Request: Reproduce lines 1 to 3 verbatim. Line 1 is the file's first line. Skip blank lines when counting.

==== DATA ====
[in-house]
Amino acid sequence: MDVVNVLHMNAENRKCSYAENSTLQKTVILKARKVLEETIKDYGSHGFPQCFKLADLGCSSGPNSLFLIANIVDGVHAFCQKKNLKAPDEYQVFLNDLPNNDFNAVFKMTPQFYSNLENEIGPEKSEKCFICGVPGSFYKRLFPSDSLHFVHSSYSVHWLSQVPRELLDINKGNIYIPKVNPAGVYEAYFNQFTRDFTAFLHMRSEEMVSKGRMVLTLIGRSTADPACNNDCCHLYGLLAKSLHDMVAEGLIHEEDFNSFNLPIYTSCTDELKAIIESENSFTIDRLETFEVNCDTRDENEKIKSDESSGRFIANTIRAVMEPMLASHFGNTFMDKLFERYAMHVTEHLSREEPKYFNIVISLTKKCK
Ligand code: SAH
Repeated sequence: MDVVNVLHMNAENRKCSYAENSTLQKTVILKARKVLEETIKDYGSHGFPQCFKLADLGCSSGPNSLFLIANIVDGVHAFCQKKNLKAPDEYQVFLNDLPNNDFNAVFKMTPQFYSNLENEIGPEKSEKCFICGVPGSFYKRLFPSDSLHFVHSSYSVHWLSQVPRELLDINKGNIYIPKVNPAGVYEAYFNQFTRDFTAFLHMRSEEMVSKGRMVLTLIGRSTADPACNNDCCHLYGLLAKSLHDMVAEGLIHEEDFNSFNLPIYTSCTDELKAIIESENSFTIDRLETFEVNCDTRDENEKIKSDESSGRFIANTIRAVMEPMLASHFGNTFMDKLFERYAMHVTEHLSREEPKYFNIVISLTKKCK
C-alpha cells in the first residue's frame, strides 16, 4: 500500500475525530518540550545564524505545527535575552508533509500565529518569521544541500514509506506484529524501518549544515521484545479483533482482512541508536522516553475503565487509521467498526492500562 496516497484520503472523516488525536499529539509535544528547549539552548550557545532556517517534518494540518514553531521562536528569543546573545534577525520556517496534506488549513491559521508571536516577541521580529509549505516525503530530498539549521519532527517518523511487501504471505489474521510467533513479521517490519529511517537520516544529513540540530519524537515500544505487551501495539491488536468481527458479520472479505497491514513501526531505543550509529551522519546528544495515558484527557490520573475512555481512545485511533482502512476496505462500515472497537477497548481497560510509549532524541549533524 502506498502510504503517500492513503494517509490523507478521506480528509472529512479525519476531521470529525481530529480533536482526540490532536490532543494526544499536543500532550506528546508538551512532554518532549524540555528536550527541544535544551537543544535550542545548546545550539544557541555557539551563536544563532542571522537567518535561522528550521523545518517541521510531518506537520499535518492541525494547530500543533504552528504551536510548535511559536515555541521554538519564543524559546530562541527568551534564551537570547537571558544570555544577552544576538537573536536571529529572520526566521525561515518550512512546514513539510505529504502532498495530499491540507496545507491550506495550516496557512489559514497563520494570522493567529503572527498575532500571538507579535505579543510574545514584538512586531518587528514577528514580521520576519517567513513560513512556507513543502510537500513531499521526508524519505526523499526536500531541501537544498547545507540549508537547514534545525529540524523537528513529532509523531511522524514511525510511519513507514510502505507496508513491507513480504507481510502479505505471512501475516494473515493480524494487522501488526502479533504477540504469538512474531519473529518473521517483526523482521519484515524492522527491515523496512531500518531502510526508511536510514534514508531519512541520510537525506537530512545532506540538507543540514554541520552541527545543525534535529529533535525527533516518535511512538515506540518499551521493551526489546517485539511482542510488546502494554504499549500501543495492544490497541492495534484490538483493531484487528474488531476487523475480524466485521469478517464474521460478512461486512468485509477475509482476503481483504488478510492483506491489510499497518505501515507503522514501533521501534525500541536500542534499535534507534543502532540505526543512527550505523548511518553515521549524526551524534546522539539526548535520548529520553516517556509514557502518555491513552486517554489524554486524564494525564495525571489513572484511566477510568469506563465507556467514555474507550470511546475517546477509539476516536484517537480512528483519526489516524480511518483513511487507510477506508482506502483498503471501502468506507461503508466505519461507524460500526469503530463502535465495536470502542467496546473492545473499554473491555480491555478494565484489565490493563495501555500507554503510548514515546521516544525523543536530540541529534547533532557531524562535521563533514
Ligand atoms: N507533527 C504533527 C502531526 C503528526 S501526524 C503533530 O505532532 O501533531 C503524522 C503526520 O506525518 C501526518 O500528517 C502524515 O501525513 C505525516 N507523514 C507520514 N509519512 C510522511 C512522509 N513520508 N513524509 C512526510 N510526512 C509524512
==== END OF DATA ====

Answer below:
[in-house]
Amino acid sequence: MDVVNVLHMNAENRKCSYAENSTLQKTVILKARKVLEETIKDYGSHGFPQCFKLADLGCSSGPNSLFLIANIVDGVHAFCQKKNLKAPDEYQVFLNDLPNNDFNAVFKMTPQFYSNLENEIGPEKSEKCFICGVPGSFYKRLFPSDSLHFVHSSYSVHWLSQVPRELLDINKGNIYIPKVNPAGVYEAYFNQFTRDFTAFLHMRSEEMVSKGRMVLTLIGRSTADPACNNDCCHLYGLLAKSLHDMVAEGLIHEEDFNSFNLPIYTSCTDELKAIIESENSFTIDRLETFEVNCDTRDENEKIKSDESSGRFIANTIRAVMEPMLASHFGNTFMDKLFERYAMHVTEHLSREEPKYFNIVISLTKKCK
Ligand code: SAH